"My goal is to proclaim an insubordinate art... Art without borders, honest...."
Juan Carlos Ñañake was born on April 6, 1971. He studied at the Jose Sabogal School of Drawing in Chiclayo, the Ignacio Merino Art School in Piura and at the National Museum of Printing in Buenos Aires, Argentina.
Ñañake's main inspiration is Peru's pre-Hispanic iconography, which for him means a constant search for his ancestral roots. "My goal is to proclaim an insubordinate art," exclaims Ñañake. "Art without borders, honest and moved by an extravagant force that runs through my veins. Maybe it's the force of our lineage clamoring for love, reintegration and respect for our millenary past."
Luis Ginocchio Feijó, noted Peruvian art critic, wrote of Ñañake, "This young artist's work is deeply rooted in our ancestral cultures. The colors he uses vivify a reality that makes us meditate. His paintings are characterized by their clarity, the harmonious use of color and vitality. The path Ñañake is on will surely take him amongst our most noted artists. Lets open our eyes and our hearts."
Ñañake has presented his work in collective as well as in individual exhibitions in Peru and abroad, including Ecuador and Argentina. Some of his paintings are featured in private collections in Peru, Chile, Argentina, England, Italy and Spain.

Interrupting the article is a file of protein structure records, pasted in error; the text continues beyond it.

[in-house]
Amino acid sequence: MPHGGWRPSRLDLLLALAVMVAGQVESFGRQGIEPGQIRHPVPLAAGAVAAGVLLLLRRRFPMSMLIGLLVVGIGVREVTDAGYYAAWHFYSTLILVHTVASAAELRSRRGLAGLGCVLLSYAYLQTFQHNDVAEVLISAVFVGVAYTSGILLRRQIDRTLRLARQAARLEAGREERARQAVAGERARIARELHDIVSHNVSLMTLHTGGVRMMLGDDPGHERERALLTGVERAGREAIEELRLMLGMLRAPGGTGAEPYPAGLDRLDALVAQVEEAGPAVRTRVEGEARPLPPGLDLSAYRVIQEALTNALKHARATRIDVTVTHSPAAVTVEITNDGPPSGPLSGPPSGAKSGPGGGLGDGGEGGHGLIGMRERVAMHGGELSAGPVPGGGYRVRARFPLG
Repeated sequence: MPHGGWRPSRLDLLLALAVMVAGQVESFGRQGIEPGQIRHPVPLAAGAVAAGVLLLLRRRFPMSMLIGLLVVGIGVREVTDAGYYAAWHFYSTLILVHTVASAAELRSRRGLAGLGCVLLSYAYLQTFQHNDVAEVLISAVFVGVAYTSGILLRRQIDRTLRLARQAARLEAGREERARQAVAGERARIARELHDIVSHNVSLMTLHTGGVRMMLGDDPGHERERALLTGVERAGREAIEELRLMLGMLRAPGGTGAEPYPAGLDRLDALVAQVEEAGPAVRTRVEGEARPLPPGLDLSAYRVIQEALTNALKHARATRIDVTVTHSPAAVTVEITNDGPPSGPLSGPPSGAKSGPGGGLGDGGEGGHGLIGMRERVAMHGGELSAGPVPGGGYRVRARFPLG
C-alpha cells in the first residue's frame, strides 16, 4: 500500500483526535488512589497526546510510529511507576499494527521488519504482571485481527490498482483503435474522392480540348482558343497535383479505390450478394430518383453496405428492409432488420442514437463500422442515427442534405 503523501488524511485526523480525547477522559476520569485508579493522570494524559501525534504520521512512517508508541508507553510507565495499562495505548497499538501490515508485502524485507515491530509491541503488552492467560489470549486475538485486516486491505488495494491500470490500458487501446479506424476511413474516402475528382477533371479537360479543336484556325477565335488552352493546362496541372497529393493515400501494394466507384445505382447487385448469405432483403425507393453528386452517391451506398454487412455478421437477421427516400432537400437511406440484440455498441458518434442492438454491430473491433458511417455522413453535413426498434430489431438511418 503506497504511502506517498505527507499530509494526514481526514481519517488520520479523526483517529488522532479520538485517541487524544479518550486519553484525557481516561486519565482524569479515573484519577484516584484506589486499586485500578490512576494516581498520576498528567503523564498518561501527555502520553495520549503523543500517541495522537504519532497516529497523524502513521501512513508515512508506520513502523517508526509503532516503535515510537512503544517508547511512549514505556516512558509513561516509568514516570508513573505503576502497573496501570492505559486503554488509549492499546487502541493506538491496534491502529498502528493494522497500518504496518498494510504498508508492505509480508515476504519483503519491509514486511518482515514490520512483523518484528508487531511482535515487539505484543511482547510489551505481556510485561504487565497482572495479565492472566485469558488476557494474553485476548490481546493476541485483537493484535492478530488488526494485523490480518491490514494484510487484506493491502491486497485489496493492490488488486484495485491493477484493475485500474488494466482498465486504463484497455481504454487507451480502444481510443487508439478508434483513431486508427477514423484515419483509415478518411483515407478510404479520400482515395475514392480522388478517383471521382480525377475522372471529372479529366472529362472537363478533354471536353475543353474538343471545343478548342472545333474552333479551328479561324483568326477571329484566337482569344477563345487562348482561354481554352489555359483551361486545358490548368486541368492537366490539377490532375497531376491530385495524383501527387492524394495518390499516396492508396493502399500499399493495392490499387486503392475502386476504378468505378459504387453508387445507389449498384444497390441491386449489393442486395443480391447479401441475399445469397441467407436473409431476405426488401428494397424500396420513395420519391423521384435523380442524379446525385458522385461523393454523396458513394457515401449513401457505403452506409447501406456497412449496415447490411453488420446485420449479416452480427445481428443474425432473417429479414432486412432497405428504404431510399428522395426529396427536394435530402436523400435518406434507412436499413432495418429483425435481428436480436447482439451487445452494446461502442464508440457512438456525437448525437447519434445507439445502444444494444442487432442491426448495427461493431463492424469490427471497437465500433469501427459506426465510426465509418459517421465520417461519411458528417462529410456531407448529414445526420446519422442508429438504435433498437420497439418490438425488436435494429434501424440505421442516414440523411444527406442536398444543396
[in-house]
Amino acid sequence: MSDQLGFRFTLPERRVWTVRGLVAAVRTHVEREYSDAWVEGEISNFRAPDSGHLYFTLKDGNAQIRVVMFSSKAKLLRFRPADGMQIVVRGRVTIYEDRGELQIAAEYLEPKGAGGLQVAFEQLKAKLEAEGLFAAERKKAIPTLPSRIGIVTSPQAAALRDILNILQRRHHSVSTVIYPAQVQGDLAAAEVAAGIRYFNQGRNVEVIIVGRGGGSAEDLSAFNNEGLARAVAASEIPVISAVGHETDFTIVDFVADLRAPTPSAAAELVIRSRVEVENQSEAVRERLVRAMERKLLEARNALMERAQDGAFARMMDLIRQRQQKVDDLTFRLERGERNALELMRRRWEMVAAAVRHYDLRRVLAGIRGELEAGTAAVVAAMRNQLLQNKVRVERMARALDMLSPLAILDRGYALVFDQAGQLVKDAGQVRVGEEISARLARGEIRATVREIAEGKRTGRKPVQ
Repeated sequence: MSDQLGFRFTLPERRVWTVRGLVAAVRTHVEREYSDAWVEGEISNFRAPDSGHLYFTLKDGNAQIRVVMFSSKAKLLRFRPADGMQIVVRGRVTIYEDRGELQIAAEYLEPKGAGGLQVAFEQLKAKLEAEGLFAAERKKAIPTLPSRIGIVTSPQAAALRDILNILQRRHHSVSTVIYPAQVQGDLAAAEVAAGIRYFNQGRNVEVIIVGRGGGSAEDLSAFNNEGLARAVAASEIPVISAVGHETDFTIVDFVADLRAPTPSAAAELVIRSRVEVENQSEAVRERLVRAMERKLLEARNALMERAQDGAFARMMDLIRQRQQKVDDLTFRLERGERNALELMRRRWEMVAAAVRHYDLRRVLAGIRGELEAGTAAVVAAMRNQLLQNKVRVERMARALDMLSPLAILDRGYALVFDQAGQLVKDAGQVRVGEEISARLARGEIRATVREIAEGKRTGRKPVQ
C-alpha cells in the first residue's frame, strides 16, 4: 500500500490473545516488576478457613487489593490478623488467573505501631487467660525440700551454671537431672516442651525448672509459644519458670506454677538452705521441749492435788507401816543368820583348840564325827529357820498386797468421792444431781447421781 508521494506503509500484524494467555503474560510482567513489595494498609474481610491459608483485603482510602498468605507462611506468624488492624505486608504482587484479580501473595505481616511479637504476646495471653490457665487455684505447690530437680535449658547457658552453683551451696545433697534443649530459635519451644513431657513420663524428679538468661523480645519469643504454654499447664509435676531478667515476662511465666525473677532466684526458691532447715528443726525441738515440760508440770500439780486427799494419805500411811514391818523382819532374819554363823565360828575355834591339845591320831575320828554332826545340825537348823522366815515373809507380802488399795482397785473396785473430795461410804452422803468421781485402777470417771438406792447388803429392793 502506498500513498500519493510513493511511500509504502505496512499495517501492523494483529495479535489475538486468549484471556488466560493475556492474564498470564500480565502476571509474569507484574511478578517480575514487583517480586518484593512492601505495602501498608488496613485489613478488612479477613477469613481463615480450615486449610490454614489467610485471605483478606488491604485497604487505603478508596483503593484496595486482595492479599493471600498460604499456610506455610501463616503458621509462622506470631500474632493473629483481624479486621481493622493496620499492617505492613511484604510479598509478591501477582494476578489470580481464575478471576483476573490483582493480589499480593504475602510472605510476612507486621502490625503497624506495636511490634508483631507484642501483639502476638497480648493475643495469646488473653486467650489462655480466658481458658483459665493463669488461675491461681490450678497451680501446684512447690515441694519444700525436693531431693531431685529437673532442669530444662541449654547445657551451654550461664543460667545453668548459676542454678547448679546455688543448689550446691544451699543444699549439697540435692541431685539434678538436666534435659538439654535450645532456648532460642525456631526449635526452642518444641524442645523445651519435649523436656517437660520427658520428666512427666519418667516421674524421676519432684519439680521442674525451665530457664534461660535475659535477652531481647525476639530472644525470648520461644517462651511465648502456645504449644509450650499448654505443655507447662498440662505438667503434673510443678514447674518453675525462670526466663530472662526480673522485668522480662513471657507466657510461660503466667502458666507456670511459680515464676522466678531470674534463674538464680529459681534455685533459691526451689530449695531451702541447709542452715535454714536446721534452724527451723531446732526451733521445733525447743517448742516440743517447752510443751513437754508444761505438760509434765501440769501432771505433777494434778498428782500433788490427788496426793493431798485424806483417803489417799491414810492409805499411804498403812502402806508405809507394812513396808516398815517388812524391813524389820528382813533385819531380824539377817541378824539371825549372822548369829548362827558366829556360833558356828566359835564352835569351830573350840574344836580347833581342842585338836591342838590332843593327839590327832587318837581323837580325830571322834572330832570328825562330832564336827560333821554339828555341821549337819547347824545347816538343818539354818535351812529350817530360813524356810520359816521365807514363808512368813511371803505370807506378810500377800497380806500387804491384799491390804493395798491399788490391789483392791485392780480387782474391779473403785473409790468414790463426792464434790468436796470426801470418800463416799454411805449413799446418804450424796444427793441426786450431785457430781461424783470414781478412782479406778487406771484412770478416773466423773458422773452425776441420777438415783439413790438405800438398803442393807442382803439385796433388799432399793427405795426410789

Books, a bottle and a brass goblet appear amid warm abstract forms. Exploring her memories of Spain, Odacy Montenegro creates a friendly ambience that welcomes the viewer into a moment of leisure. Vivid crimson implies a vital connection.
Busy movement flows across a space of vibrant rose, filling it with excitement and joy. "The customs of my people are present here," says artist Victor Farfán. "In this case, it is dance with a more modern connotation."
The balloon seller pauses in his walk through streets and plaza. Embracing his son, he listens to the boy's confidences. In the background, balloons sway in the breeze, enticing all the children who see them. Juan Carlos Ñañaque depicts the pair in his....read more
Earthen shadows play across women who shop for calabash bowls spread out in enticing array. In eastern Ghana, calabash gourds are used as drums during festivals and funerals; they also fill a myriad of purposes in the kitchen. John Atta Mensah paints....read more
COLLECTIONS FEATURING Cubist Paintings : $250 to $500
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